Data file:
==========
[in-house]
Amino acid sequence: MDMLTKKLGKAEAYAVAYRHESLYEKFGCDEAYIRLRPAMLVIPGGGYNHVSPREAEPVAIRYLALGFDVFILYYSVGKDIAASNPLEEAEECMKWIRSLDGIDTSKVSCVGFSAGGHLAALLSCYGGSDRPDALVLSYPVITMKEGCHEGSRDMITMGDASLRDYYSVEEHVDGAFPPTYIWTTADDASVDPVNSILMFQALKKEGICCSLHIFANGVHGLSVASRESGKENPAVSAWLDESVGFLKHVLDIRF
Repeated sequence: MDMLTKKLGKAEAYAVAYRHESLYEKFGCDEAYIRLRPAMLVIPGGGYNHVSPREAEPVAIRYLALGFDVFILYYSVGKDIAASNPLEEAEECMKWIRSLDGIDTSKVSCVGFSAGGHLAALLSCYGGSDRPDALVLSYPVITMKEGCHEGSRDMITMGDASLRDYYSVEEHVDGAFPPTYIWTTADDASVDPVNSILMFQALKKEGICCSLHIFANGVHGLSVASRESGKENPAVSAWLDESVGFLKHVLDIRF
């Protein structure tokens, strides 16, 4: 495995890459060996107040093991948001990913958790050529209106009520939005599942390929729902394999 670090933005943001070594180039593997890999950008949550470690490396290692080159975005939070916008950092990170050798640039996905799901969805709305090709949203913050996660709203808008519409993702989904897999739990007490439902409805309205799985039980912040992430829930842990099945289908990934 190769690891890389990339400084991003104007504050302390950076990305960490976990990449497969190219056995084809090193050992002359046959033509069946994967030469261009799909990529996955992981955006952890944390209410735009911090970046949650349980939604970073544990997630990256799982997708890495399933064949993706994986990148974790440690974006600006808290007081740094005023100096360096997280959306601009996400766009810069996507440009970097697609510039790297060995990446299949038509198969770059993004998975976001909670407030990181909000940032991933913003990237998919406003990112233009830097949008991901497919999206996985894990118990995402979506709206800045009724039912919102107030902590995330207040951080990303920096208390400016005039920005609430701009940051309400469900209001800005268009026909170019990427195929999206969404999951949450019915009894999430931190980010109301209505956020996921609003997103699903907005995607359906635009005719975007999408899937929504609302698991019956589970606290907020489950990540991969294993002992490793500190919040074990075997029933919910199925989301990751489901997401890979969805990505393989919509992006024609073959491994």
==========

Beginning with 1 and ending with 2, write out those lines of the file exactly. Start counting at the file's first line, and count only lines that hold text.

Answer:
[in-house]
Amino acid sequence: MDMLTKKLGKAEAYAVAYRHESLYEKFGCDEAYIRLRPAMLVIPGGGYNHVSPREAEPVAIRYLALGFDVFILYYSVGKDIAASNPLEEAEECMKWIRSLDGIDTSKVSCVGFSAGGHLAALLSCYGGSDRPDALVLSYPVITMKEGCHEGSRDMITMGDASLRDYYSVEEHVDGAFPPTYIWTTADDASVDPVNSILMFQALKKEGICCSLHIFANGVHGLSVASRESGKENPAVSAWLDESVGFLKHVLDIRF